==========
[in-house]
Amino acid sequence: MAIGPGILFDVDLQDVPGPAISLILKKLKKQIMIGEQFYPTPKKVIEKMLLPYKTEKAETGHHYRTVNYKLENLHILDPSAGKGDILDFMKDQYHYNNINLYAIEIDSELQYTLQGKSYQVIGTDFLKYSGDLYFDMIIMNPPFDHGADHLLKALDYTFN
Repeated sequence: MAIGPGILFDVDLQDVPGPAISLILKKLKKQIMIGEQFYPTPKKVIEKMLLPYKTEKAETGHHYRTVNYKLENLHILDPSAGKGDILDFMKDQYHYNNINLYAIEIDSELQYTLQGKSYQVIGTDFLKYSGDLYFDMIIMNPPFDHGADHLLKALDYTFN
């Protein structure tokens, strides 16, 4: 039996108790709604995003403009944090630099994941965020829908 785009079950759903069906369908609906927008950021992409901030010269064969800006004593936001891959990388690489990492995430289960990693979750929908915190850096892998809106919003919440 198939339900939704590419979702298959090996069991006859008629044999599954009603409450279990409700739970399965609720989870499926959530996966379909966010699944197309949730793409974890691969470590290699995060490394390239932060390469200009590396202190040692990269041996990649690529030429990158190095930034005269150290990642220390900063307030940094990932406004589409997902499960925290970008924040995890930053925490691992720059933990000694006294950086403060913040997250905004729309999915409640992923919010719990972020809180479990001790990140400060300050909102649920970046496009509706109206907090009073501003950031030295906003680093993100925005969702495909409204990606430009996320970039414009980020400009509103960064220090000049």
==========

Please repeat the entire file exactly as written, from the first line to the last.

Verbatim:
[in-house]
Amino acid sequence: MAIGPGILFDVDLQDVPGPAISLILKKLKKQIMIGEQFYPTPKKVIEKMLLPYKTEKAETGHHYRTVNYKLENLHILDPSAGKGDILDFMKDQYHYNNINLYAIEIDSELQYTLQGKSYQVIGTDFLKYSGDLYFDMIIMNPPFDHGADHLLKALDYTFN
Repeated sequence: MAIGPGILFDVDLQDVPGPAISLILKKLKKQIMIGEQFYPTPKKVIEKMLLPYKTEKAETGHHYRTVNYKLENLHILDPSAGKGDILDFMKDQYHYNNINLYAIEIDSELQYTLQGKSYQVIGTDFLKYSGDLYFDMIIMNPPFDHGADHLLKALDYTFN
């Protein structure tokens, strides 16, 4: 039996108790709604995003403009944090630099994941965020829908 785009079950759903069906369908609906927008950021992409901030010269064969800006004593936001891959990388690489990492995430289960990693979750929908915190850096892998809106919003919440 198939339900939704590419979702298959090996069991006859008629044999599954009603409450279990409700739970399965609720989870499926959530996966379909966010699944197309949730793409974890691969470590290699995060490394390239932060390469200009590396202190040692990269041996990649690529030429990158190095930034005269150290990642220390900063307030940094990932406004589409997902499960925290970008924040995890930053925490691992720059933990000694006294950086403060913040997250905004729309999915409640992923919010719990972020809180479990001790990140400060300050909102649920970046496009509706109206907090009073501003950031030295906003680093993100925005969702495909409204990606430009996320970039414009980020400009509103960064220090000049």